I love smoked country-style ribs even more than smoked pork ribs as they are way meatier and there are no bones to mess with while eating them. But that's not all. These country-style ribs have one of the tastiest barks you can imagine. It reminds me of the bark on brisket burnt ends - slightly charred, caramelized, crispy, smoky and full of rustic flavor.
There are a few ways to smoke country-style ribs and my favorite way, by far, is to smoke them over direct heat. You get way more flavor and an amazing million-dollar bark. Sure, when smoked over direct heat they don't come out as tender as when they are smoked over indirect heat. But what they lack in the tenderness department they fully compensate for in the flavor department.
Don't get me wrong, I wouldn't call them tough, they are just firmer than when cooked low and slow over indirect heat. But they are incredibly tasty. It's no surprise that the Texas Hill Country is full of barbecue joints that cook strictly over direct-heat firepits.
Seasoning country-style ribs
You don't need a lot of seasoning to get a good-tasting country-style rib. Salt, white and black pepper, garlic powder, onion powder, mustard powder - that's all you need. Maybe some paprika. Cooking over direct heat will add a ton more flavor.
The best results with these ribs I've had was when I measured the seasonings, especially the salt. You want it to be just right. Too little or too much salt ruins the taste. The amount of salt is very personal so feel free to modify my recipe. Measuring seasonings also lets you have consistent results from one cook to the next.
At the end of the cook, you can brush the ribs with your favorite BBQ sauce and cook for a few minutes more on each side to give them even more flavor.
Smoking Country-Style Ribs
The key to making your smoked country-style ribs tender is to cook them low and slow. It can be a little challenging if you do it over direct heat but totally doable. What you need to do is use just a little of charcoal, enough to maintain about 275F - 300F at the grate level for about 2.5 - 3 hours at the most. If the temperature gets higher, the ribs will crisp up and cook faster, and won't be as tender. Still very tasty though.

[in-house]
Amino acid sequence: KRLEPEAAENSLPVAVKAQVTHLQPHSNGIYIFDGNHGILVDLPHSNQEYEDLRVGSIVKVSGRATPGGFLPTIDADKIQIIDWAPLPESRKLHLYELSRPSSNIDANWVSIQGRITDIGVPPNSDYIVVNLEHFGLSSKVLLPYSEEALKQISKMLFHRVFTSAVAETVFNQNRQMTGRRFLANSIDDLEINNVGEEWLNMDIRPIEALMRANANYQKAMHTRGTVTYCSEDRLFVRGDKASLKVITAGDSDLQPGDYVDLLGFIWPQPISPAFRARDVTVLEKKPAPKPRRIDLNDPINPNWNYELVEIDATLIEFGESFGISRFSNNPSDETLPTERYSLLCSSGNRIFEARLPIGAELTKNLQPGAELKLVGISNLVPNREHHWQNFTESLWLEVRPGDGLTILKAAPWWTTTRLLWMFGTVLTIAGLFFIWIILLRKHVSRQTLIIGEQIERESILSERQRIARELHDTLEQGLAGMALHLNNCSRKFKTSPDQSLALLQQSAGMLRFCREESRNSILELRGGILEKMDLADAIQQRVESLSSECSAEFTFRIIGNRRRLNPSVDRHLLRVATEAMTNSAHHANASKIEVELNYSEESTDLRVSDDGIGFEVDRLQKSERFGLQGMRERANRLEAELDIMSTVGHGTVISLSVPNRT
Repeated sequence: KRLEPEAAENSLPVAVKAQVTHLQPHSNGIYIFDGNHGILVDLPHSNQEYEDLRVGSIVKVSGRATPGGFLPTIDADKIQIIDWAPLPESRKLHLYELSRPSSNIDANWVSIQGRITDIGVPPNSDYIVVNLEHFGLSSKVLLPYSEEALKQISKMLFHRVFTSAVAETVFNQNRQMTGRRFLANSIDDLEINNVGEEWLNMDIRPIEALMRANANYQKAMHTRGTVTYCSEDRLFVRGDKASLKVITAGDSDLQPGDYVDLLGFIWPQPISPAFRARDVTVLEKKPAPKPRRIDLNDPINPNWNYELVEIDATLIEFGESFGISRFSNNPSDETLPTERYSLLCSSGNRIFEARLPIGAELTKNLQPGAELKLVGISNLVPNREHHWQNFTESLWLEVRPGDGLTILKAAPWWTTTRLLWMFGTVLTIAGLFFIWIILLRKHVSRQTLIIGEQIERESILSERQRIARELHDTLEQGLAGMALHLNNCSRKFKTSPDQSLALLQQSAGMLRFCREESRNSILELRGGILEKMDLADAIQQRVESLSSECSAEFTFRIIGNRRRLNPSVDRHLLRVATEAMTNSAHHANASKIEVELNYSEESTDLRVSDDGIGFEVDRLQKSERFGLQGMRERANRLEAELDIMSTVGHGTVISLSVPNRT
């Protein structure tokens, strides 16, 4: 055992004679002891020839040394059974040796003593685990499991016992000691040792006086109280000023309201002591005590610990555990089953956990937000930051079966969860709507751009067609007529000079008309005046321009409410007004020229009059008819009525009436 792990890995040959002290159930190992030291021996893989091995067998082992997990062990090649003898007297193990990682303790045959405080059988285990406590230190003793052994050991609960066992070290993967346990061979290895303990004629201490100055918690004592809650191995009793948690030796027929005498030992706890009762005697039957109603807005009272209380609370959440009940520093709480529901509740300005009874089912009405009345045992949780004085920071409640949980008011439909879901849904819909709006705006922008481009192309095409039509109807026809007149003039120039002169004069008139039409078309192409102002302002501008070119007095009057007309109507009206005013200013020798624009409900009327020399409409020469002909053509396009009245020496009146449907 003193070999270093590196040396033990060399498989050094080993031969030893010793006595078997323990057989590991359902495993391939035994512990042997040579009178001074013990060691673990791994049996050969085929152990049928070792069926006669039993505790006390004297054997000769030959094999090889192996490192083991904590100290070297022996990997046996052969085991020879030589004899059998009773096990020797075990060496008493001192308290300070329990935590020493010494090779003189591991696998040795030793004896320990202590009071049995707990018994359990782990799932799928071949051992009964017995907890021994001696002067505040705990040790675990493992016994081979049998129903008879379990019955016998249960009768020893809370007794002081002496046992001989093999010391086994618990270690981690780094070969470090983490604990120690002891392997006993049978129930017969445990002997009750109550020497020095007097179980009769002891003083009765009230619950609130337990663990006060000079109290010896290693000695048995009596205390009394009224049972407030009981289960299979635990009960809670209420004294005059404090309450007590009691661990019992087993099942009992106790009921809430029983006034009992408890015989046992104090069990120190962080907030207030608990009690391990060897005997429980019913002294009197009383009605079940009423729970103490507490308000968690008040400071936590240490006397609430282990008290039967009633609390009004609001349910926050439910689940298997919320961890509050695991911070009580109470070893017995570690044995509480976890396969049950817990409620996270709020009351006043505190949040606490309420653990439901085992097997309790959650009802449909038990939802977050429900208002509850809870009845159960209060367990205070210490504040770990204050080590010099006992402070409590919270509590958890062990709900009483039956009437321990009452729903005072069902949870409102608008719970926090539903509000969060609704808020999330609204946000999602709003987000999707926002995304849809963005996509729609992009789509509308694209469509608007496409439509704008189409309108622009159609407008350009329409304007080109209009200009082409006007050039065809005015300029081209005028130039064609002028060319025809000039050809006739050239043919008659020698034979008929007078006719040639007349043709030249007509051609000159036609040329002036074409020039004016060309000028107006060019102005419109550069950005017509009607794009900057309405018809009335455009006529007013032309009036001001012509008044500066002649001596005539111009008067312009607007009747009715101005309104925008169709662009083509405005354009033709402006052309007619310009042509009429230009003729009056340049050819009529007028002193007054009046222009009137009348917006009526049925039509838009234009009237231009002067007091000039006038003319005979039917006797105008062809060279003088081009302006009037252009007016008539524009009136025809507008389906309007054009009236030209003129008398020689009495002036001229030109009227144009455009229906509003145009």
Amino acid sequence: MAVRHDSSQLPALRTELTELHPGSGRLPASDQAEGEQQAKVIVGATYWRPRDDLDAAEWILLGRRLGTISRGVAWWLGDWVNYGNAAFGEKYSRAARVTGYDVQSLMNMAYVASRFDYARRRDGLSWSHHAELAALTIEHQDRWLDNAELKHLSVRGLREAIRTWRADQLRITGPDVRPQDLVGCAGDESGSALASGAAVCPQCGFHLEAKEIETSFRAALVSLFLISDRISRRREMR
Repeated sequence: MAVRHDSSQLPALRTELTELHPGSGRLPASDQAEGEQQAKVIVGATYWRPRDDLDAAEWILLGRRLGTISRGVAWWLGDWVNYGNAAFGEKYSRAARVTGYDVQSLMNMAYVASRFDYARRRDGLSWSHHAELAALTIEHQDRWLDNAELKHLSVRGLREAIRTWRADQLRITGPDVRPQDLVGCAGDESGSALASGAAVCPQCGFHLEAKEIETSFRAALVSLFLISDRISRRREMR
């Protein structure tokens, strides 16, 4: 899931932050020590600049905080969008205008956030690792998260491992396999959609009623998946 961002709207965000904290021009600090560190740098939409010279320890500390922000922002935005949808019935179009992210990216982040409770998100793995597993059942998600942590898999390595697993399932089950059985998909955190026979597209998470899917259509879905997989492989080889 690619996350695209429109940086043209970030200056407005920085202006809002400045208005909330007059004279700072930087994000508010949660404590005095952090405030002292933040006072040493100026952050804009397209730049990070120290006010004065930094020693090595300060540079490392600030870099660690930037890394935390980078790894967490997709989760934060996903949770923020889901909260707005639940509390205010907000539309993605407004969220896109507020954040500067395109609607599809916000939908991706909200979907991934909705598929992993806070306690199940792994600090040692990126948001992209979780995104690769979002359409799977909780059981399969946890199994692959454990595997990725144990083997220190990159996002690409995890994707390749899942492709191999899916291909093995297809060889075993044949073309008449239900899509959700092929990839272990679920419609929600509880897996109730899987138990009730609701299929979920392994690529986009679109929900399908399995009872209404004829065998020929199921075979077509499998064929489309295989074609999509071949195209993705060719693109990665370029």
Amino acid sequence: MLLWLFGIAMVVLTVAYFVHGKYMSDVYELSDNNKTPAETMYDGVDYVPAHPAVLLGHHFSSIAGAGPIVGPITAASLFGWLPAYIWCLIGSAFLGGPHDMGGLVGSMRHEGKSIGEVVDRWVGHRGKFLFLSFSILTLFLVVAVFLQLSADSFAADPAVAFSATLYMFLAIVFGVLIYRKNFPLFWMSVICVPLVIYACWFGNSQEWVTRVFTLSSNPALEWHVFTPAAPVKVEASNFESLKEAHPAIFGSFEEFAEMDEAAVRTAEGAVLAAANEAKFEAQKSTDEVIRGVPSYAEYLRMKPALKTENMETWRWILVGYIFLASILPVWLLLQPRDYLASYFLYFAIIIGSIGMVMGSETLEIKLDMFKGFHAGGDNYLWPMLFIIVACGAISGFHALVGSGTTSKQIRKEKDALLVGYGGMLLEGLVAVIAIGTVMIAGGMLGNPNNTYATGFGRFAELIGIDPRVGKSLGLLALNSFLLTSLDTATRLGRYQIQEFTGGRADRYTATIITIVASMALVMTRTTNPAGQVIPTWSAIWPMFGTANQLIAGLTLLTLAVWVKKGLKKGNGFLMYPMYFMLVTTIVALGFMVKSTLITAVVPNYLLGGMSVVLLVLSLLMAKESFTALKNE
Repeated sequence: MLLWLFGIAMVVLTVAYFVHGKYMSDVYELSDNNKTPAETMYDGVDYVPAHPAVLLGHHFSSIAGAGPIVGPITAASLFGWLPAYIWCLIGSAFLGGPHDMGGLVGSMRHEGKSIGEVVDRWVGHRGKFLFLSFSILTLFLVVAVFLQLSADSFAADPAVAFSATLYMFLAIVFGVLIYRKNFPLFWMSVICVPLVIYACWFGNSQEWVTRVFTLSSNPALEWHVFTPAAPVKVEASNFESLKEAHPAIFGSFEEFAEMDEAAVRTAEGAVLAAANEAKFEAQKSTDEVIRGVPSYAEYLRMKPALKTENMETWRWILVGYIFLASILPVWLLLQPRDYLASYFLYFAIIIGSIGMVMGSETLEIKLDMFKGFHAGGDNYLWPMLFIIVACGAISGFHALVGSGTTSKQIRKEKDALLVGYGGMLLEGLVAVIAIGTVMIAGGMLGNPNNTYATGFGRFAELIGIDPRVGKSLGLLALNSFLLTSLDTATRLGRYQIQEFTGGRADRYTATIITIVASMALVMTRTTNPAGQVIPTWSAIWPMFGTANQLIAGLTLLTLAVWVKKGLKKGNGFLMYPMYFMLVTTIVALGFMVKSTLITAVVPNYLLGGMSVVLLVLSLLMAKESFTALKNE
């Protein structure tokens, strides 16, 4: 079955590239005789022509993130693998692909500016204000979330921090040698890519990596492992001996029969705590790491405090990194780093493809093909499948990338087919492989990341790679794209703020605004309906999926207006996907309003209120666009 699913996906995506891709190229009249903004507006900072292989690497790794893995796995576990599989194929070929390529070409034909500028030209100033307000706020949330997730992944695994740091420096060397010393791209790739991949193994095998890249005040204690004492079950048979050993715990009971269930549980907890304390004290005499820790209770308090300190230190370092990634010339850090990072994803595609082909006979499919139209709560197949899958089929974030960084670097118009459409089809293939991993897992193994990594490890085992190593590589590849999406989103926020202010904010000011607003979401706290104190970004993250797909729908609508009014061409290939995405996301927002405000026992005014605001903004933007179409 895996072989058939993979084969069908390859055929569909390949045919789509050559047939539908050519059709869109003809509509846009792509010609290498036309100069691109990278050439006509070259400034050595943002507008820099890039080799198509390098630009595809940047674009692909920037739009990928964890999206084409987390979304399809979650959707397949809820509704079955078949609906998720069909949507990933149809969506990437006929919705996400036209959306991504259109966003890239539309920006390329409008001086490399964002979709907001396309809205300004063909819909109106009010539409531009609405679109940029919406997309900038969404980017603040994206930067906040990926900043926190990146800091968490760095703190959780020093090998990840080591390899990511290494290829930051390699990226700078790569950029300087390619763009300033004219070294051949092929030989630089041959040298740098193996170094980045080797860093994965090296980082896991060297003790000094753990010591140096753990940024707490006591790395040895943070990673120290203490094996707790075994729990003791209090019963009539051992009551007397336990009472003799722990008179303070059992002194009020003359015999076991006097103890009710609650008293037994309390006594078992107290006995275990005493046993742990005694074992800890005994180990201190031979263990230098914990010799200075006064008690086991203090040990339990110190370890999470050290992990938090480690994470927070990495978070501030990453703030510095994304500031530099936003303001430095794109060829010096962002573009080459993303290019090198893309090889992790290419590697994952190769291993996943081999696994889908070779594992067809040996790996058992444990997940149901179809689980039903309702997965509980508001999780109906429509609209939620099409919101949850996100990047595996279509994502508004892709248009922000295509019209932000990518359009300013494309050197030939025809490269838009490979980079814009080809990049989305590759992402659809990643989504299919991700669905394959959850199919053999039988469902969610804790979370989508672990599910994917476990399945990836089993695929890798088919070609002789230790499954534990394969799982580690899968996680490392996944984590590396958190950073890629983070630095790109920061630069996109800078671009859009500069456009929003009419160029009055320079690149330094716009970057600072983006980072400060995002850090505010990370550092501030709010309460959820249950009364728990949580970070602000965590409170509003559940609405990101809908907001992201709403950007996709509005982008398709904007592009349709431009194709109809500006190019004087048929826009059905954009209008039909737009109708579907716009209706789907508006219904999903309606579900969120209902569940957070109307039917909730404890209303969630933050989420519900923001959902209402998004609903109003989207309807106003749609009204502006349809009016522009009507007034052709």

The ribs are done when a nice color begins to develop and the meat begins to break apart under the pressure of the tongs. You can smoke over charcoal with a few chunks of mesquite or hickory wood, or over wood burned down to coals as they do it in the Texas Hill Country.
Serving Smoked Country-Style Ribs
Serve them hot, straight off the smoker. They look and smell so good that it's hard to resist waiting even a few minutes anyway.
Try some of my favorite sides for these ribs:
Smoked Country-Style Ribs
- 5 lbs deboned pork butt sliced into 2" steaks and then sliced into 1.5" strips; about 8 country-style ribs
For the dry rub
- 3 1/2 tsp kosher salt
- 1 Tbsp sweet paprika
- 2 tsp black pepper coarsely ground
- 1 1/2 tsp white pepper
- 1 1/2 tsp granulated garlic or garlic powder
- 1 1/2 tsp granulated onion or onion powder
- 3/4 tsp mustard powder
To finish off
- your favorite BBQ sauce to taste
- Set up your smoker with a fairly thin layer of coals for direct heat smoking and preheat to about 275F - 300F at the grate level.
- Mix the ingredients for the dry rub.
- Apply the rub evenly on the meat strips about 30-60 minutes prior to smoking.
- Smoke over direct heat for about 2 1/2 to 3 hours or until the bark dark turns golden brown and the meat breaks under the pressure of the tongs, flipping every 45 minutes or so. The internal temp should be around 203F - 209F. If your smoker runs a little hotter than 275F-300F at the grate level, the ribs may cook faster so check on them regularly.
- If you'd like to glaze your country-style ribs with a BBQ sauce, do that once they are done. Glaze the ribs with the BBQ sauce and cook over direct heat for a few minutes per side or until the sauce sets. Be careful as it may burn when cooking over direct heat so keep a close eye on the ribs.
- Serve hot with your favorite side dish.